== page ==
The times they are a’changing. With the recent tech boom, there’s technology that applies to every aspect of construction. There are things that can apply to everyone’s jobs, more than most of us can imagine. And then there are things like robotics and artificial intelligence that might seem a far distant mirage on the horizon to some companies. You’re bombarded daily by the promise of products and tools that will make your life easier. The events of this year have propelled tech adoption forward.
Communication has become of the utmost importance. As the construction scenery changes, people still have to do inspections, corrections, reviews, collaboration. When working remotely or onsite, teams have their work to do, and the project still must get done. In April, for example, the International Code Council published “Considerations for Virtual and Remote Inspections” as a guide for code departments facing the remote work situation.
It’s amazing but true: companies are still using faxes, a technology from the last century. There are still companies using hand-written invoices and filling out reports by hand. With these historical methods of doing business, there’s no way to track information or accumulate data about the project. Yes, the mindset that “we’ve always done it this way” gives people the impression that they’re fairly efficient at what they do. But when you compare their productivity to what it could be when using tech tools that can cut labor input by 90%, those old processes are not efficient at all.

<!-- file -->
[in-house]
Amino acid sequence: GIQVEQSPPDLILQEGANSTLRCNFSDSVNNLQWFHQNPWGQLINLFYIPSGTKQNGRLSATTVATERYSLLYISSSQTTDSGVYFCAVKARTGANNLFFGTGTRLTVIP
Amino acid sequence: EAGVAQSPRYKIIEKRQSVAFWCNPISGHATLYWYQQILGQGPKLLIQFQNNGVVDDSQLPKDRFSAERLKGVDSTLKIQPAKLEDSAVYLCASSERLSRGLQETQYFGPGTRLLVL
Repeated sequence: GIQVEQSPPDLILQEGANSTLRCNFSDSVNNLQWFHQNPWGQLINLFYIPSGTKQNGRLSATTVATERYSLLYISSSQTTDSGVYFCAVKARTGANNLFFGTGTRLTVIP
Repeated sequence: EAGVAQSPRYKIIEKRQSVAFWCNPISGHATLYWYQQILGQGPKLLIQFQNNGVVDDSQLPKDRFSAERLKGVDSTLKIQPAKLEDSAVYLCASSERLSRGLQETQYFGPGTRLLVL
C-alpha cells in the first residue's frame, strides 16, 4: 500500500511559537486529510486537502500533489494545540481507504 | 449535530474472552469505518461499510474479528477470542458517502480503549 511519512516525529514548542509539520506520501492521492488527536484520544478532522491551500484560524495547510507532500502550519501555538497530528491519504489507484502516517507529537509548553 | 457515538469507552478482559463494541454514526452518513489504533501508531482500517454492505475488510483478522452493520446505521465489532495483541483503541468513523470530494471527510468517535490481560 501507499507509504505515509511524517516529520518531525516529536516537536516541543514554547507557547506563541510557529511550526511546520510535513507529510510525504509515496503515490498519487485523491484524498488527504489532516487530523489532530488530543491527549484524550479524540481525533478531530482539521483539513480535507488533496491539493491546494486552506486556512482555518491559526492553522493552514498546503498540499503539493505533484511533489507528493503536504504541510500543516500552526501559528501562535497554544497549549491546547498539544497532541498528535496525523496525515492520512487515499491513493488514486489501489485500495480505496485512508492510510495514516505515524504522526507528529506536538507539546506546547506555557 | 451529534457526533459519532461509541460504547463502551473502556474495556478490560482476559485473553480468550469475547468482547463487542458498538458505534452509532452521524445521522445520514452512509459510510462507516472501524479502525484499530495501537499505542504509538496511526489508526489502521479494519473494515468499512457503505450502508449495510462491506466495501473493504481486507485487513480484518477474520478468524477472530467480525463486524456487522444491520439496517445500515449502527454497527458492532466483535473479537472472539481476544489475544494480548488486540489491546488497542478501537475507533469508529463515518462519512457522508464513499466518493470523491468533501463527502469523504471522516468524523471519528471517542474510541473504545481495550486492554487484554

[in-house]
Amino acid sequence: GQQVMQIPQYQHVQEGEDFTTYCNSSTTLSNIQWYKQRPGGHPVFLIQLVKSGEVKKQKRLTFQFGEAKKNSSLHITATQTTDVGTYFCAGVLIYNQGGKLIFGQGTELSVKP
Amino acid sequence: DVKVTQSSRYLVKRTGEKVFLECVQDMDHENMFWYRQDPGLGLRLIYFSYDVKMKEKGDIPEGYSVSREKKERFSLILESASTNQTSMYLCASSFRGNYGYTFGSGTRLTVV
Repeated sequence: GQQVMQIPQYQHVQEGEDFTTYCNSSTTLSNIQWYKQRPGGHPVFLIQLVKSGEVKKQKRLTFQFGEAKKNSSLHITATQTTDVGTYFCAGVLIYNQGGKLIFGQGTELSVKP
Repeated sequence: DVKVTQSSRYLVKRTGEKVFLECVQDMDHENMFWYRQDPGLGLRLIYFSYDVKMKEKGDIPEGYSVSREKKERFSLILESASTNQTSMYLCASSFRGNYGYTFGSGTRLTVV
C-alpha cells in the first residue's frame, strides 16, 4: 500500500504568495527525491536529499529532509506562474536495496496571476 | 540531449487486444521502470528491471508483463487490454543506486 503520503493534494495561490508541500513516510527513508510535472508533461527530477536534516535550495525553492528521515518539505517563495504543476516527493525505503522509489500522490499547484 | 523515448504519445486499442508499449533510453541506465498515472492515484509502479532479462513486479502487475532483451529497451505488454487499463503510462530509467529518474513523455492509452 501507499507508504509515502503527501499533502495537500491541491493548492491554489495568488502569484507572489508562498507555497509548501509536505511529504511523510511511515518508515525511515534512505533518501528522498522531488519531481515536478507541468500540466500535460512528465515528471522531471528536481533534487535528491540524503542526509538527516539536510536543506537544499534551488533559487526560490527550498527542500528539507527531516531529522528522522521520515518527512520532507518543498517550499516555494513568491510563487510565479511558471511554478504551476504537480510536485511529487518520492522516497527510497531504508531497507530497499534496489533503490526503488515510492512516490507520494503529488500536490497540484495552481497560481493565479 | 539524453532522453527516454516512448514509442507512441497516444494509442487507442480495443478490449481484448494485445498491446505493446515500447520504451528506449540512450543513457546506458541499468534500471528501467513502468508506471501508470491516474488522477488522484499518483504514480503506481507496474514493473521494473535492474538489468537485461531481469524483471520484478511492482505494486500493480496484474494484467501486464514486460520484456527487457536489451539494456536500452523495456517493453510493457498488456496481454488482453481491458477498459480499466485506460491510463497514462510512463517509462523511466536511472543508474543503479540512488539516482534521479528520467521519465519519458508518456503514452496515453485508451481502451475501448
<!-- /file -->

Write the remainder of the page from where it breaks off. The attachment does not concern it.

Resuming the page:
That’s where artificial intelligence can help. There is a lot of digital data to be collected on a construction project. That data can be used if it’s harnessed properly. A computer is the perfect “team member” to sort through thousands of pages of documents and thousands of photographs and assemble spec books. They can create an accurate record of job progress. Using computers to analyze and create order from chaos, we can gain insights like we’ve never have.
It takes our collective voices to push the industry forward, and one place where that is needed is concerning overhead on a job. Sometimes a “benefit” may not seem like enough of a reason to adopt technology. You need to know how a tool will save your company money. Still, when a process is streamlined there will be a return on investment – if not immediately, then in the future.
Integrating technology has always been a slippery slope to climb. You’ve got active projects; people are already busy; it’s hard to take the hit to productivity that most certainly will occur as you implement a new process. It takes time and effort and commitment to integrate a new tool into your workflow. This is where a savvy outside technology partner can really earn their keep, quickly getting a construction team up to speed and productive with a new technology tool.
Join me on episode 53 of the award-winning Bridging the Gap Podcast with guest Shane Hedmond, creator of Construction Junkie, as we discuss attitudes around new construction tech and the challenges of getting people to adopt artificial intelligence.